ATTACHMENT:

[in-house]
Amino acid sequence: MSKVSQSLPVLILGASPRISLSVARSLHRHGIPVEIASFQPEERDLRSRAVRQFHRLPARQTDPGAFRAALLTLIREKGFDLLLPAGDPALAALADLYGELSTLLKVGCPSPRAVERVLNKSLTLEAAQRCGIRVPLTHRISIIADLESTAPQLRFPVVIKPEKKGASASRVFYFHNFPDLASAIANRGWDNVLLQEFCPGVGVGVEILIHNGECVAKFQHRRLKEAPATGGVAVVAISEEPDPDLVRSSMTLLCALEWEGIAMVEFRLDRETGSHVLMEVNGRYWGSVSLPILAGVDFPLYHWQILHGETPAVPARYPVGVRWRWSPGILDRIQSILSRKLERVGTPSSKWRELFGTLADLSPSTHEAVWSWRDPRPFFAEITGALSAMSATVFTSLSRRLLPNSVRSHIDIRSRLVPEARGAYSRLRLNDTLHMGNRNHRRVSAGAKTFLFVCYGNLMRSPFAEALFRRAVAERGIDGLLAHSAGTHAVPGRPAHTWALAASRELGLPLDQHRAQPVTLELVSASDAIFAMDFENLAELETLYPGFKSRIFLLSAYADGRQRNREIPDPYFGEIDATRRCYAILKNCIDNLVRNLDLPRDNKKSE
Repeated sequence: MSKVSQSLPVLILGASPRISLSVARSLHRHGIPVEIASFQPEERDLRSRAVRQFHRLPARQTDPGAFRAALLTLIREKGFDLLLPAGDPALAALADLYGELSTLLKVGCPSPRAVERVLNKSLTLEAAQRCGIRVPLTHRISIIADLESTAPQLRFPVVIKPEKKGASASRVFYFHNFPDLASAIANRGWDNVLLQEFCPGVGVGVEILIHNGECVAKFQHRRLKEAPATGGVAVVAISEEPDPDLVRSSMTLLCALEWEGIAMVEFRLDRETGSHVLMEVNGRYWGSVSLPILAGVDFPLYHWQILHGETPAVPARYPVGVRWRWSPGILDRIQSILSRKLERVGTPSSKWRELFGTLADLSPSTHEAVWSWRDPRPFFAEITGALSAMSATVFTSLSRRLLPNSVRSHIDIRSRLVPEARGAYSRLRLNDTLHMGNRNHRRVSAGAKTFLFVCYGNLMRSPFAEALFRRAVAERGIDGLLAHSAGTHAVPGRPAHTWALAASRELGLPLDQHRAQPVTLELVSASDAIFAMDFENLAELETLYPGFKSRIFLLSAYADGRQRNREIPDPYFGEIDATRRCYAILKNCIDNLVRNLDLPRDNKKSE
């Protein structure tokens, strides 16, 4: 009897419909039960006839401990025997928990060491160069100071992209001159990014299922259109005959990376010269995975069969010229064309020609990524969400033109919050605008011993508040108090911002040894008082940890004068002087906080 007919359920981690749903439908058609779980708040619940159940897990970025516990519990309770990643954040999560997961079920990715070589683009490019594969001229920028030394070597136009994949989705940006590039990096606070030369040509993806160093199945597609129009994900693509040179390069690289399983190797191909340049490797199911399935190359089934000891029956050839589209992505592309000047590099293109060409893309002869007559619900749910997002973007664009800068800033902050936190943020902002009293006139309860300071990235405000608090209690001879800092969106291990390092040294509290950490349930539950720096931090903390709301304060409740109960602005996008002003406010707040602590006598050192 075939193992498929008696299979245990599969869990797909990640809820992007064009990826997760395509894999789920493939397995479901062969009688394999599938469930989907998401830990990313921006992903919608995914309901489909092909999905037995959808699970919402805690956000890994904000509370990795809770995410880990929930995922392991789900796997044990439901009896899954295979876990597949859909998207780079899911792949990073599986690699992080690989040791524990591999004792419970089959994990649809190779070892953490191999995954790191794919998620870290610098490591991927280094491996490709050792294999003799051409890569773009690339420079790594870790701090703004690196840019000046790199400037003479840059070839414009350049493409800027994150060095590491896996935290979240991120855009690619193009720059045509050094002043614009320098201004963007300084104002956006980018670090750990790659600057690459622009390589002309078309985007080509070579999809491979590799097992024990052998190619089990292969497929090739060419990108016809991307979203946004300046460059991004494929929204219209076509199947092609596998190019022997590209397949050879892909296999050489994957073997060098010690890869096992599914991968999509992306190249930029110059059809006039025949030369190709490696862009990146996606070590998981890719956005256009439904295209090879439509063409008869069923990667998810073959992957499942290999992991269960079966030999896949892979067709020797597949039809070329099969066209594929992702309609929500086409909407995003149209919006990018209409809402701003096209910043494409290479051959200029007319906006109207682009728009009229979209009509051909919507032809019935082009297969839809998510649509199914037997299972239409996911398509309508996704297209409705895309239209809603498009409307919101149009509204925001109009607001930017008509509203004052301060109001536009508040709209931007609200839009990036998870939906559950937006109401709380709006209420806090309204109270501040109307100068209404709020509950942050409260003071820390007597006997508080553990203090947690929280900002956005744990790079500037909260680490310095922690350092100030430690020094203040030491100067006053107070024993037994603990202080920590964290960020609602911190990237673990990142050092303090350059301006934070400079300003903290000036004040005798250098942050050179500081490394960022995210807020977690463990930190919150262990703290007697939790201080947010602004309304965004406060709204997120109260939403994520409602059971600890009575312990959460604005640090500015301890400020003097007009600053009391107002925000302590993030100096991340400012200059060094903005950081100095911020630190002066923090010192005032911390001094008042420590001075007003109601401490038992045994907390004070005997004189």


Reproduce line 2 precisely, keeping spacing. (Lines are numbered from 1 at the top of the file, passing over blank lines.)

Amino acid sequence: MSKVSQSLPVLILGASPRISLSVARSLHRHGIPVEIASFQPEERDLRSRAVRQFHRLPARQTDPGAFRAALLTLIREKGFDLLLPAGDPALAALADLYGELSTLLKVGCPSPRAVERVLNKSLTLEAAQRCGIRVPLTHRISIIADLESTAPQLRFPVVIKPEKKGASASRVFYFHNFPDLASAIANRGWDNVLLQEFCPGVGVGVEILIHNGECVAKFQHRRLKEAPATGGVAVVAISEEPDPDLVRSSMTLLCALEWEGIAMVEFRLDRETGSHVLMEVNGRYWGSVSLPILAGVDFPLYHWQILHGETPAVPARYPVGVRWRWSPGILDRIQSILSRKLERVGTPSSKWRELFGTLADLSPSTHEAVWSWRDPRPFFAEITGALSAMSATVFTSLSRRLLPNSVRSHIDIRSRLVPEARGAYSRLRLNDTLHMGNRNHRRVSAGAKTFLFVCYGNLMRSPFAEALFRRAVAERGIDGLLAHSAGTHAVPGRPAHTWALAASRELGLPLDQHRAQPVTLELVSASDAIFAMDFENLAELETLYPGFKSRIFLLSAYADGRQRNREIPDPYFGEIDATRRCYAILKNCIDNLVRNLDLPRDNKKSE